U-joints are far from the most glamorous pieces of equipment you can install on your race cars, but they’re still very important – so important that if one expires, it can take the complete floor out of your pride and joy.
The engine in a Stocker is very important, but in most cases, these engines are actually “stocker” than you might think.
In the past, we’ve taken a close look at what makes a legal Stock Eliminator car tick. Some of the well-scienced parts include shocks and springs, along with wheels, tires and rear end assemblies.
Today’s Stockers haul. From the outside, they can look like the Rubik’s Cube of performance – going fast with “minimal” modifications. Not so.
Want to go class racing? Stock looks pretty good, doesn’t it? But hang on – how on earth do you figure out what fits what?
Talk about pinion angle and you’ll get a dozen different opinions, and likely some arguments too.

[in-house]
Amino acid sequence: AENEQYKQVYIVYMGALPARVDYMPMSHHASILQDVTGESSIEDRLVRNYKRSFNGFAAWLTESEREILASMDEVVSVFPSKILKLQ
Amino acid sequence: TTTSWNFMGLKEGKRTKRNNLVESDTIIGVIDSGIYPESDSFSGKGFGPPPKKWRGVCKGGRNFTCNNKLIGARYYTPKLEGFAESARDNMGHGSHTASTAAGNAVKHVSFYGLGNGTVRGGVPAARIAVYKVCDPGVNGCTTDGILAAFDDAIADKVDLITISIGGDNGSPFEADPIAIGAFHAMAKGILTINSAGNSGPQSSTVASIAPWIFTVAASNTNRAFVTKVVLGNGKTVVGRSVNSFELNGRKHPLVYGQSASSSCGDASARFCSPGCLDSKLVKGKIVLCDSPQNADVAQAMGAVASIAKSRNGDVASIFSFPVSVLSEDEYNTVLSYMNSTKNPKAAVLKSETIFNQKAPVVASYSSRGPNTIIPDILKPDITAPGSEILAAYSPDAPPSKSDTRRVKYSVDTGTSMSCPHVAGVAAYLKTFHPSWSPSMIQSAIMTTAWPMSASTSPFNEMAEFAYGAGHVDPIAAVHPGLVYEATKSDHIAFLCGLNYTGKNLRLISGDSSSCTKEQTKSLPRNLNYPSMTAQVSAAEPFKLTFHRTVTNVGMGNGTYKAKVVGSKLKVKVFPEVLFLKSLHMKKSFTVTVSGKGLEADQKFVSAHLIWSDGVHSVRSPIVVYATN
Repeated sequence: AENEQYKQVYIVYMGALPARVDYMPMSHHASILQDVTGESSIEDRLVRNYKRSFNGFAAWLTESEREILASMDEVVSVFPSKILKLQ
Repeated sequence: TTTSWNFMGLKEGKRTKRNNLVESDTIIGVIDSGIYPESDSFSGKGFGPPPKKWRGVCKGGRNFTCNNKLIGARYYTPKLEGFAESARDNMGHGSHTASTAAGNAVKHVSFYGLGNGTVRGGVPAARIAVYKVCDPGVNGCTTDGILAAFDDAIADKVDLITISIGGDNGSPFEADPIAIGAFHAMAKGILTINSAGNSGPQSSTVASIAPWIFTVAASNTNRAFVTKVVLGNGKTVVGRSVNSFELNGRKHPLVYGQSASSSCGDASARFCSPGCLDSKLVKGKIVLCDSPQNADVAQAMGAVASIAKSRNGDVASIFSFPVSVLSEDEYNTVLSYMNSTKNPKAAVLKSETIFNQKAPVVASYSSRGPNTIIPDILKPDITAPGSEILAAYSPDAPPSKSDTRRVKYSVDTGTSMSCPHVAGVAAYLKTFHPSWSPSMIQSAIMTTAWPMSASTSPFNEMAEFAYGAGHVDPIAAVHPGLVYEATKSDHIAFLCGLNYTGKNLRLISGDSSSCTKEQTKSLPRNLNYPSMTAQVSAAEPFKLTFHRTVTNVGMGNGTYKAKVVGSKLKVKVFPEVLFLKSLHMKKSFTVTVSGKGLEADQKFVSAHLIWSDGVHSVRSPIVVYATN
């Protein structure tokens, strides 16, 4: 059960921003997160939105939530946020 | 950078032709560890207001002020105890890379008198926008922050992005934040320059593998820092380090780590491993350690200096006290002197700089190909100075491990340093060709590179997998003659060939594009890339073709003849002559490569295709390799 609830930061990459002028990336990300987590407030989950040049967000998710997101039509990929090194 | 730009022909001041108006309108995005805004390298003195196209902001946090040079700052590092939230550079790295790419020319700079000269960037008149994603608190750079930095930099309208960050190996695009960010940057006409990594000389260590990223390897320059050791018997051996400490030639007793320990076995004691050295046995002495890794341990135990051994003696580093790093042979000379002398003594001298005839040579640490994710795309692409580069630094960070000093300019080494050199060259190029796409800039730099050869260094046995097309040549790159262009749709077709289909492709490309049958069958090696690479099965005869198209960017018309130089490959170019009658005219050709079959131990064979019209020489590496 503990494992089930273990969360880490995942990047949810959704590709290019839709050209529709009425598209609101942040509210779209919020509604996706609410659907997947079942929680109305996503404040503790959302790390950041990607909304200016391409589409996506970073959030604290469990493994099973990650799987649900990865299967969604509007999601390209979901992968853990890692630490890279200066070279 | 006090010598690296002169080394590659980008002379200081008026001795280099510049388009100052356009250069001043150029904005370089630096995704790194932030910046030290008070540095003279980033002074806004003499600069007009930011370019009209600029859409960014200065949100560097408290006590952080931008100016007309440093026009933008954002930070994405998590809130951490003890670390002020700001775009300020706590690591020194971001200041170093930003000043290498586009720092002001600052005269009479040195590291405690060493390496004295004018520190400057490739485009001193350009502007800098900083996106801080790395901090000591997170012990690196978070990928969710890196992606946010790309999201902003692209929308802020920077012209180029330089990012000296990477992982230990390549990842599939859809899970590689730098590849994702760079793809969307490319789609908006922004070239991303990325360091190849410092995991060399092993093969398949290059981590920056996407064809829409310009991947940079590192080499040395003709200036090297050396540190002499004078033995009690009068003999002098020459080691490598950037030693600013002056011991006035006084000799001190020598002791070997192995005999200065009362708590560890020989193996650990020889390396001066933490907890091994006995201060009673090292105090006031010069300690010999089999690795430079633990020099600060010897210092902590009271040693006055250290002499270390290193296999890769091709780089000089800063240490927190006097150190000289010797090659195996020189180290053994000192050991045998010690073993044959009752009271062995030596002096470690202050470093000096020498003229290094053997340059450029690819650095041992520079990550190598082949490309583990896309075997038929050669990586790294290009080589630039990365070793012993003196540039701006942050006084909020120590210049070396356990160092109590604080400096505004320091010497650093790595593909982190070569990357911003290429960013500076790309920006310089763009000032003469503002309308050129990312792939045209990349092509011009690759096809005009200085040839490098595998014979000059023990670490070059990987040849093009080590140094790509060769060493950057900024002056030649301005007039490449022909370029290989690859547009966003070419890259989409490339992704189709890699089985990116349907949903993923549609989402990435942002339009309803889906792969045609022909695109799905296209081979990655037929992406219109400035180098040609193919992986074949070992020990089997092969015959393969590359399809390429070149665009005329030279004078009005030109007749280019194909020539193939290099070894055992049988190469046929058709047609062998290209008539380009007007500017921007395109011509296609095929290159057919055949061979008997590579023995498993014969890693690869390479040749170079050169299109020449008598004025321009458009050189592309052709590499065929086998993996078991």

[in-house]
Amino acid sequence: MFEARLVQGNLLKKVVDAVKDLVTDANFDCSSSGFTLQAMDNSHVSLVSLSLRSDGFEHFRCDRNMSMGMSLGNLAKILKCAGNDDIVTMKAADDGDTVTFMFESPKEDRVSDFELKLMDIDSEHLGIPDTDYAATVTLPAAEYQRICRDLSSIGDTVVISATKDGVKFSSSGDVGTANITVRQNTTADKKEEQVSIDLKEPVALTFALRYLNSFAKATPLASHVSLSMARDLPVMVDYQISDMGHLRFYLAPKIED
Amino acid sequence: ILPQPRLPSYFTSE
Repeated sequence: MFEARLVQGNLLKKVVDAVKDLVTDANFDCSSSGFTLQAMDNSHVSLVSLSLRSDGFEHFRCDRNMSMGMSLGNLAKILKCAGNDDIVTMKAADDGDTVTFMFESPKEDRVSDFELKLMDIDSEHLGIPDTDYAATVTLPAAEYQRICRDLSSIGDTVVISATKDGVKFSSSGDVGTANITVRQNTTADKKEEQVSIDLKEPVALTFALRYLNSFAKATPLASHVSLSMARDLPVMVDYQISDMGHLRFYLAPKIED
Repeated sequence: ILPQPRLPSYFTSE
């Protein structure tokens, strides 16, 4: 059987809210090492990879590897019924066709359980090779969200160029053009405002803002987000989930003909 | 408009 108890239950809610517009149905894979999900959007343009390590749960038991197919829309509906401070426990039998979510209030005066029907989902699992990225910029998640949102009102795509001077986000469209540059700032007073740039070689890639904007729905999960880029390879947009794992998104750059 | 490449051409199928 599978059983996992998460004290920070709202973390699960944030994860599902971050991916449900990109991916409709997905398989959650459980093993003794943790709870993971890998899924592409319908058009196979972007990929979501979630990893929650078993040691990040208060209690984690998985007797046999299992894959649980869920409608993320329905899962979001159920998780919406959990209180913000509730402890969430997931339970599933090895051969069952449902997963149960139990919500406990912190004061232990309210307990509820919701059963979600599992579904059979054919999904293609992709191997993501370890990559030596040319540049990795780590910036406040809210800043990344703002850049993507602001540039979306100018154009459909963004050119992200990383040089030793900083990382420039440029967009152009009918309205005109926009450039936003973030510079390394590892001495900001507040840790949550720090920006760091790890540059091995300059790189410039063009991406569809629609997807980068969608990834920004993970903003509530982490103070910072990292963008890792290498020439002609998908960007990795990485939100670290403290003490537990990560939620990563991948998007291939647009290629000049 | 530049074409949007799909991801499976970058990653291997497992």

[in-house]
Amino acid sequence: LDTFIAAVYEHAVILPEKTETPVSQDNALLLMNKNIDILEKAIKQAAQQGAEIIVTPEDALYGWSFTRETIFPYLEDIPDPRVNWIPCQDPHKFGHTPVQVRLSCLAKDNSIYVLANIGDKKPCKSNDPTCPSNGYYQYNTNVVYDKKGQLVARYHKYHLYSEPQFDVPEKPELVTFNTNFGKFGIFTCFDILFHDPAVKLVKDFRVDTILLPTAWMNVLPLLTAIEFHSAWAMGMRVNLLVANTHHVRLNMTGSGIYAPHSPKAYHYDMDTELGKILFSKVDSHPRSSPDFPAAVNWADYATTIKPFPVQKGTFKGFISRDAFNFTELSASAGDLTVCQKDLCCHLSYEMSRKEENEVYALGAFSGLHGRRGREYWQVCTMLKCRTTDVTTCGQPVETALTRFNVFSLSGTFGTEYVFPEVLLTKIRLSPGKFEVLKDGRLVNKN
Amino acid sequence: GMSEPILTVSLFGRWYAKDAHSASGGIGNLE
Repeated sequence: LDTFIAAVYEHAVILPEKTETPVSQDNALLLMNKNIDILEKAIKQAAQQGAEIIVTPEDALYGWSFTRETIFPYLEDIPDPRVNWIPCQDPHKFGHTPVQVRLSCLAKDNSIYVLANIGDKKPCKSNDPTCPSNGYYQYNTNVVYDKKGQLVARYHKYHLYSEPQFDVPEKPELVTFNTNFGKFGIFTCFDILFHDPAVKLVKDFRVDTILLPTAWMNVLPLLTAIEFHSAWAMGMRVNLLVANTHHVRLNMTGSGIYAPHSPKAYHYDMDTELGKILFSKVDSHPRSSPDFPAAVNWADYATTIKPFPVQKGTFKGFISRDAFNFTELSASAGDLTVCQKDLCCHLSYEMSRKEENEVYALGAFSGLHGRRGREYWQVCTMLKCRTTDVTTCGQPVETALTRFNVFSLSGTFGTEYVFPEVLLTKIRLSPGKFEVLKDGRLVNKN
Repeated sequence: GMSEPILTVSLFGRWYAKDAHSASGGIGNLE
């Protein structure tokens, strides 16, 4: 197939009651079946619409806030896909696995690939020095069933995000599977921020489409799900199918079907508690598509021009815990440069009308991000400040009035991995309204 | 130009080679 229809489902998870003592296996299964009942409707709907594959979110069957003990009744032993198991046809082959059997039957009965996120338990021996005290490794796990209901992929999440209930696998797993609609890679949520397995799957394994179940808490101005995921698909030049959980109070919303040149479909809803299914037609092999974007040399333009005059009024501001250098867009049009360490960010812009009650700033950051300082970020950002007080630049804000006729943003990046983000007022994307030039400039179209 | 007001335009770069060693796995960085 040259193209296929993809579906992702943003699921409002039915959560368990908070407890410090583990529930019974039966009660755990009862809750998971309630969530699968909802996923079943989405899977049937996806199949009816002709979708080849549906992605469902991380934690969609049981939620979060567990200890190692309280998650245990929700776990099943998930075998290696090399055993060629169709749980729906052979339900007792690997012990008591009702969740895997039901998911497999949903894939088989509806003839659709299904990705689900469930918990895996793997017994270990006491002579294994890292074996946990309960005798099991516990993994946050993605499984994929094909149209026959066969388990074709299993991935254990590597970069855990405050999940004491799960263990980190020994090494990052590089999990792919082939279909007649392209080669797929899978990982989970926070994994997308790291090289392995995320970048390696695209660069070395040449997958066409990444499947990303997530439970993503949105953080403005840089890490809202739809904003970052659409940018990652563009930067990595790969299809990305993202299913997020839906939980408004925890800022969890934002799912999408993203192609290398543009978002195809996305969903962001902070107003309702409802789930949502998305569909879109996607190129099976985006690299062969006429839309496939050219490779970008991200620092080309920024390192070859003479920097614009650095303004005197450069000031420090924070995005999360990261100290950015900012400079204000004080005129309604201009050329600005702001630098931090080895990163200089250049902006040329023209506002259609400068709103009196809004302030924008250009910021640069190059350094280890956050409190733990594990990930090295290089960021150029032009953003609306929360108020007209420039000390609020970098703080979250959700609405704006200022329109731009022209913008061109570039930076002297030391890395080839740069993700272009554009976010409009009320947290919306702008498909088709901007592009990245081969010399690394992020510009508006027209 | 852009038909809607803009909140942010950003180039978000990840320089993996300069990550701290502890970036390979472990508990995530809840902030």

During the muscle car era, the Detroit Locker was likely the toughest, meanest, gnarliest differential that ever turned a tire on the street. As it turns out, the Detroit Locker is still the most durable and dependable locking differential available today.
No one likes a car that overheats. That’s a no brainer. But when it comes to cooling you absolutely must first figure out a way to bring the air to the radiator.
There are a lot of causes for chassis bind, but the first thing to look for is a bound up rod end (or “sets” of rod ends).
Over the past three issues, we’ve examined Mark Williams’ Modular 9-inch rear end assemblies and, in particular, the street machine/street rod/street-strip versions. While M-W offers a wide range of choice when it comes to axles, the components fitted to our featured Modular 9-inch are Mark Williams’ MasterLine examples.